Life Goes On

Life Goes On

It amazes me the way the world goes on. The cars whiz by. I don’t want to see the bridge. Mom insisted. Just as she insisted on seeing Casey’s body. Her body. Her tangible body. I didn’t want to. I waited in the lobby of the funeral home, it’s black wood bench, high carved ceilings. Then, too, I heard the world going on. I cracked the door, shut it quickly. I didn’t want the sunlight, the pedestrians, the barking dog. Our world is here, I thought, where downstairs my mother and brother look at my sister. And it occurred to me that I am like she was:  I create my own reality. I choose not to see her that way: her missing eye, the claw marks, all done by her. I want to remember her the way she was when she handed me a green basket with plastic grass and chocolate eggs on Easter in 1977.

Dana is quiet as he drives. He doesn’t want to climb this bridge either, I think.

“How did she get up here?” Mom says. There’s no sidewalk, no room for pedestrians.

“Must have hitched and made the driver stop,” Dana says. “They said she died as soon as she hit the water. There wasn’t time for much pain.”

“Stop the car,” Mom says, at the top of the bridge. We’re in traffic, but Dana puts on the hazards, shifts into park. It’s so bright out. My hand is against the door handle. I could do it too. I could pull the handle, climb the fence, and jump.

Cars honk behind us. I don’t understand Mom’s insatiable need to see: the bridge, the body, Casey’s one room apartment. Such probing, and years from now she won’t be able to say my sister’s name. And if somebody asks her how many children she has, a lump will rise from her womb and take away her voice.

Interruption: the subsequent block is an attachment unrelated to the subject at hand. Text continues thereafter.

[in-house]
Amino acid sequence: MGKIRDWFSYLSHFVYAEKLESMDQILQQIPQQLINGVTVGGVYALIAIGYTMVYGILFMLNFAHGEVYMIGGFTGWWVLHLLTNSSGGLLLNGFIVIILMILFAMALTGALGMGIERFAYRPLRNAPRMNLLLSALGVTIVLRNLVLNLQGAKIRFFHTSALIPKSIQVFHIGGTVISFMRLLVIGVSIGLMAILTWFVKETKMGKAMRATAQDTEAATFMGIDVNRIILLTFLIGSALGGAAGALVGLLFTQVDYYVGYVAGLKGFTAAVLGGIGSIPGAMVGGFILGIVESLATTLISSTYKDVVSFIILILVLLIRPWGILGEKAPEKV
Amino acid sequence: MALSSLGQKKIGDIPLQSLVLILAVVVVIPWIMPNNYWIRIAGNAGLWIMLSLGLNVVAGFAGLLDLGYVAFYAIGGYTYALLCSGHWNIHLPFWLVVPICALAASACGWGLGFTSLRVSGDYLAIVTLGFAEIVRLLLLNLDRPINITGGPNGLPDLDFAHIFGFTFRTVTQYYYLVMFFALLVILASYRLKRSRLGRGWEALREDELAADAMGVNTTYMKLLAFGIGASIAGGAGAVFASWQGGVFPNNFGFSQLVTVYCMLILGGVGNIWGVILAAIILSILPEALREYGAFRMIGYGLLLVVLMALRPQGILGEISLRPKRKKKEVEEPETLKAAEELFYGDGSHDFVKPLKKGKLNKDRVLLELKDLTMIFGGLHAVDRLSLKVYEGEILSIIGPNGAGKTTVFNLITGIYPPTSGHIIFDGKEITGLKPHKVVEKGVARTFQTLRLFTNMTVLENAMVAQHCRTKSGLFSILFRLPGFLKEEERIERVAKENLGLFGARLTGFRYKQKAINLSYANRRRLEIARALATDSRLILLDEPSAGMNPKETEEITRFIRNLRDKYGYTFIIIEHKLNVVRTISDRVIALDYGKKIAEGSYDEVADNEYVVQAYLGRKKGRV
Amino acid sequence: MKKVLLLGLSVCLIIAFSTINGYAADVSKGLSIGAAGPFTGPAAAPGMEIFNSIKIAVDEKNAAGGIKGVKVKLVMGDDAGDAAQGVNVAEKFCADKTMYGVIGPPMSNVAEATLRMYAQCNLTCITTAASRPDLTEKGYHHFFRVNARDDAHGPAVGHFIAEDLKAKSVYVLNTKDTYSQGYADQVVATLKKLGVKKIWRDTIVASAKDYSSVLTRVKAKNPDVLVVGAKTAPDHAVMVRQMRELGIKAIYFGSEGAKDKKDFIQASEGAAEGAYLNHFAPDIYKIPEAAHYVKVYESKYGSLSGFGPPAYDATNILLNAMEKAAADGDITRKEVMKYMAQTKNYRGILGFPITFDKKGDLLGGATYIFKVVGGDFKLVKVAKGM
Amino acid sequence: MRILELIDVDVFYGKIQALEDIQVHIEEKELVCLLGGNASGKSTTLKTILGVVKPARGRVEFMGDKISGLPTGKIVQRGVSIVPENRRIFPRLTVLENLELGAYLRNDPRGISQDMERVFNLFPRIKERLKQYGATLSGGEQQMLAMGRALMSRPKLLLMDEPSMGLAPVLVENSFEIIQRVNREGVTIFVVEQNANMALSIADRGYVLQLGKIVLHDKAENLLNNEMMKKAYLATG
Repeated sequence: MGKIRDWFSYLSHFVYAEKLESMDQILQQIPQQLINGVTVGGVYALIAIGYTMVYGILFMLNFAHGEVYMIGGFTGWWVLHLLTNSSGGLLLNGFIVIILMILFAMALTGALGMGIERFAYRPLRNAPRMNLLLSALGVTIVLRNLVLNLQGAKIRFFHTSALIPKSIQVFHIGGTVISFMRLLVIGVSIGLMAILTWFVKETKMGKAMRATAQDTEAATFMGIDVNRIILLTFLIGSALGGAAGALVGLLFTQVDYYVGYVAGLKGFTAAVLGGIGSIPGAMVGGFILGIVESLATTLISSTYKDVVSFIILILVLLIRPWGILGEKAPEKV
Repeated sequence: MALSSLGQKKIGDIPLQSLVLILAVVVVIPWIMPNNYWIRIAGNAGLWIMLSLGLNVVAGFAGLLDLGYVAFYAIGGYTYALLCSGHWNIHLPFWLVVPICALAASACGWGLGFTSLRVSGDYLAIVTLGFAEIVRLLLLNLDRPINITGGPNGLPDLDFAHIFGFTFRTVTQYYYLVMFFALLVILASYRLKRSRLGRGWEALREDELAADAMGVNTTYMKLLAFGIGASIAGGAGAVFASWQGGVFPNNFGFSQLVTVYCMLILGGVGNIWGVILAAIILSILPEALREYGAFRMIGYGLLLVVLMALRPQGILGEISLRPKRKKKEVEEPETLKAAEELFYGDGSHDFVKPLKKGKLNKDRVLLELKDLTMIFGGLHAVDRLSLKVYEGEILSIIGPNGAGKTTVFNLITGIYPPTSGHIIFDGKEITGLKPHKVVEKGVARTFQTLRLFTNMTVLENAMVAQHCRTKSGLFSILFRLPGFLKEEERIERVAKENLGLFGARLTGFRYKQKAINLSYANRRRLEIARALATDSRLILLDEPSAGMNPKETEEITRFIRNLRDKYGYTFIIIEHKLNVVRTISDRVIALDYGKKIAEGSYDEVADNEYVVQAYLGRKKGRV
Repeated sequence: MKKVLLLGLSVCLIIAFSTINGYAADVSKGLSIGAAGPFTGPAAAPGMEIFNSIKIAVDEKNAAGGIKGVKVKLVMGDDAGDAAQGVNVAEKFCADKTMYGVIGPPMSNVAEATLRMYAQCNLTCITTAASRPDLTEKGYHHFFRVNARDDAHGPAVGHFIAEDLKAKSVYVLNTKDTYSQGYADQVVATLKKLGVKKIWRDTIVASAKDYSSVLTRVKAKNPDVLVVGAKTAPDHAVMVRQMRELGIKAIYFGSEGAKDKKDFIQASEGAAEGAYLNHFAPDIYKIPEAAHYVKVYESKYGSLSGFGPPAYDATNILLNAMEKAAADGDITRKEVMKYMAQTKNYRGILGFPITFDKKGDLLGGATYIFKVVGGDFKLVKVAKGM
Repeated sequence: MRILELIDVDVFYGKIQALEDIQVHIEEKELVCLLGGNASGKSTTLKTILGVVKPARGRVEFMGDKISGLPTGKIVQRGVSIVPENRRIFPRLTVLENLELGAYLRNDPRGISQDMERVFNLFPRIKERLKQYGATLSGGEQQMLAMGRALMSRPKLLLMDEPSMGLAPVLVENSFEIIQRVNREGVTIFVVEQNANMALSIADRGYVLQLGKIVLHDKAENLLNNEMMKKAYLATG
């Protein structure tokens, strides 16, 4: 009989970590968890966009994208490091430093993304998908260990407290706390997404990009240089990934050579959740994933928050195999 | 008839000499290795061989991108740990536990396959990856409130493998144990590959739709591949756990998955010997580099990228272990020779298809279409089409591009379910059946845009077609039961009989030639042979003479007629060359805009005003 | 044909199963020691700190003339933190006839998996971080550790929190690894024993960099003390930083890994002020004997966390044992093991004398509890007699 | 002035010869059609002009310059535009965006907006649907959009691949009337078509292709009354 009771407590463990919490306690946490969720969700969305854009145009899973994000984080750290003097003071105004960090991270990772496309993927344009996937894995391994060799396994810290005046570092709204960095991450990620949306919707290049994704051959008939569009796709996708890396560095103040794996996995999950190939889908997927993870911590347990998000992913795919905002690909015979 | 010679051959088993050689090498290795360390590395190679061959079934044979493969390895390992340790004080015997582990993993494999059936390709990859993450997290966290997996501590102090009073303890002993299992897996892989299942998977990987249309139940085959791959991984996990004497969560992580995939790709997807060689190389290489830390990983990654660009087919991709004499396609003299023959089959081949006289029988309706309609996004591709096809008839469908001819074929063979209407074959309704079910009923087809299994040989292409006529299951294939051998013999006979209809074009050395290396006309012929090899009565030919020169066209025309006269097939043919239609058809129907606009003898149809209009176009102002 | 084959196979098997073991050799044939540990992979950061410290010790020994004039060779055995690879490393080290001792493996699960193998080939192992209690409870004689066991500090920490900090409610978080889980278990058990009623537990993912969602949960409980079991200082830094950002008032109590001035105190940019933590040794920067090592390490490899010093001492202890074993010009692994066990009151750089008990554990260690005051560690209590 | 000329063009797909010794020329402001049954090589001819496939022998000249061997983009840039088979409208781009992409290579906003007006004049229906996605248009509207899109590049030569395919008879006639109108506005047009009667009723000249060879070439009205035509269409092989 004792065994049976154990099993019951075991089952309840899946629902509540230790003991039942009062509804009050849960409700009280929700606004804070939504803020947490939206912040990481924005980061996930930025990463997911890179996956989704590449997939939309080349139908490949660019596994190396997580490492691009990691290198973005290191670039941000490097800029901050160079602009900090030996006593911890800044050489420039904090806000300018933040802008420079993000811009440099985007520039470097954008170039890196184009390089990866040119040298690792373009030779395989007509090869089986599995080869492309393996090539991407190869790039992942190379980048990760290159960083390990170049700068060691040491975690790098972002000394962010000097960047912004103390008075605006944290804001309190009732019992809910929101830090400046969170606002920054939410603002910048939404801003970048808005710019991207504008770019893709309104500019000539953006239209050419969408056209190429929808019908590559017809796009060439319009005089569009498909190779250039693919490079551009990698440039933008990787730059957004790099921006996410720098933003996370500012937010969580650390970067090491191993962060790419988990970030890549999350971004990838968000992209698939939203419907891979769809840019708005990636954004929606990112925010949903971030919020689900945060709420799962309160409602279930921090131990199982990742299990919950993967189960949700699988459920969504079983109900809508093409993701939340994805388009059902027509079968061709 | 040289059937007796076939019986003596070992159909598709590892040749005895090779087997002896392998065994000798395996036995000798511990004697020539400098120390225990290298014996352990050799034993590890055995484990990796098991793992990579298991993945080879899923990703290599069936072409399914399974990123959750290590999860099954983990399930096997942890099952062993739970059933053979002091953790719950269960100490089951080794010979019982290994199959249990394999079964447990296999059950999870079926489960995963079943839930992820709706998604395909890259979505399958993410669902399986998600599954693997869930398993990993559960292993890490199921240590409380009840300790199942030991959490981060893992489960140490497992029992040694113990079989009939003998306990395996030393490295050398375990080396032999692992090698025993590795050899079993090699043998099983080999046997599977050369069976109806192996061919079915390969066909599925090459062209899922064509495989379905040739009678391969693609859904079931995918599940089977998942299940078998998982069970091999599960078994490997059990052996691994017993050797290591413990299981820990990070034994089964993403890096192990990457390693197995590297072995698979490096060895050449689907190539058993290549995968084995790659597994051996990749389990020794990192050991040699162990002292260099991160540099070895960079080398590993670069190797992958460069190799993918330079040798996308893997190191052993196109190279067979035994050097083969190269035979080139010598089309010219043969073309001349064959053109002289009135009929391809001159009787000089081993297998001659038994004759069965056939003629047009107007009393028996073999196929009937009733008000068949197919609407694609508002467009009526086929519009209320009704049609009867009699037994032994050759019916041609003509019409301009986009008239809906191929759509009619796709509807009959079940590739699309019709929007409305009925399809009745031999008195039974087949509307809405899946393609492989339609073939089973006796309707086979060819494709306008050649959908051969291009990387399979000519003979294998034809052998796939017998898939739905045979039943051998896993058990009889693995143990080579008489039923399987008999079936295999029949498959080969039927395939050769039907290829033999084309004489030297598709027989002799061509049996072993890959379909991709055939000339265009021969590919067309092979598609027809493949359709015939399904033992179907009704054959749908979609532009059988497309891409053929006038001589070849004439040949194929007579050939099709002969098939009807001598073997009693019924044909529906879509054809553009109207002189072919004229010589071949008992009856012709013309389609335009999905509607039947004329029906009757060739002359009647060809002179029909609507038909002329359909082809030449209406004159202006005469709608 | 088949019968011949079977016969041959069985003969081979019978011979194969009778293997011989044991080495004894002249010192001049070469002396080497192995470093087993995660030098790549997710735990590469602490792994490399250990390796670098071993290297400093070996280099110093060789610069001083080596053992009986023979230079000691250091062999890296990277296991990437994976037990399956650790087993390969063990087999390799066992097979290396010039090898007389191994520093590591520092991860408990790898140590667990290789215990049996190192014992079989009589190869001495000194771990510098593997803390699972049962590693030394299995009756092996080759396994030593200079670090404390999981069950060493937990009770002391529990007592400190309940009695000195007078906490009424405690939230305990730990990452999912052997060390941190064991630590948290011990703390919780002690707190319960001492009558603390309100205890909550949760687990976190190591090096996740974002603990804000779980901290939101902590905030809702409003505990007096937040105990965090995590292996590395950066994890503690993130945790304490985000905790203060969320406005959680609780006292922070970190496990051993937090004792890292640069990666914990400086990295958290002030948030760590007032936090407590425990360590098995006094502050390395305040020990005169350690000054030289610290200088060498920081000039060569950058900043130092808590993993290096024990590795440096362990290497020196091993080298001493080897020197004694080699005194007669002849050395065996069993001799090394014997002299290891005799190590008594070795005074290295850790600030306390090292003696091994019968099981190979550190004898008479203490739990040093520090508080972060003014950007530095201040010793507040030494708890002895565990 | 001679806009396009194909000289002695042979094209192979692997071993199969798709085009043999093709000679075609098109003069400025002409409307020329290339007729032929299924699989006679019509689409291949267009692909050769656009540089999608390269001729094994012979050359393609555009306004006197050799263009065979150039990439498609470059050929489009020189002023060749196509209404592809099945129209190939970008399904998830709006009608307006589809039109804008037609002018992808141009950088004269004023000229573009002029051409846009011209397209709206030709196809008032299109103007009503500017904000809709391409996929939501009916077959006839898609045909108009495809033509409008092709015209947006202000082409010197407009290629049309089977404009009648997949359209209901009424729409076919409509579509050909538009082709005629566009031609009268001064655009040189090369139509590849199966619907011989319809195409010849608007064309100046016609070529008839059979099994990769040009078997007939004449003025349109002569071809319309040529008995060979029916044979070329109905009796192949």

But now she wants to see and neither Dana nor I can tell her no. It’s so goddamn bright I want to scream. The boats look like toys, tiny and slow. Finally we drive on. Dana forgets the hazards until we’re off the bridge. When we get back to the house Mom turns to Dana and says:

“Why didn’t you buy her new curtains? She had sheets on her windows, for Christ’s sake. Why didn’t you help your sister?” I’m still in the back and I want to stop them. We’re in the shade now. The seat is cool against my let, though still damp from my sweat.

“Curtains,” he says. “You’re asking me about curtains. How can I explain it to you.”

“I don’t know, “ she says. Her eyes are fierce, puffed, fierce. “I’d like to hear it.”

“I tried to help her. I tried so many times. Curtains, Christ.” He shakes his head: disbelief. They are both quiet now. Dana is frowning; if he talks more he will cry. I wish we could go inside. We sit in the car; it’s silenced our world. When one of us opens a door we’ll hear the neighborhood kids, or a distant car horn, or the buzz of a lawnmower. It will remind us that the world goes on. It should stop, I think, just for a minute. As we sit I think, I believe him. I believe he tried to help her. And yet, I want to know about the curtains too. I’ll never ask.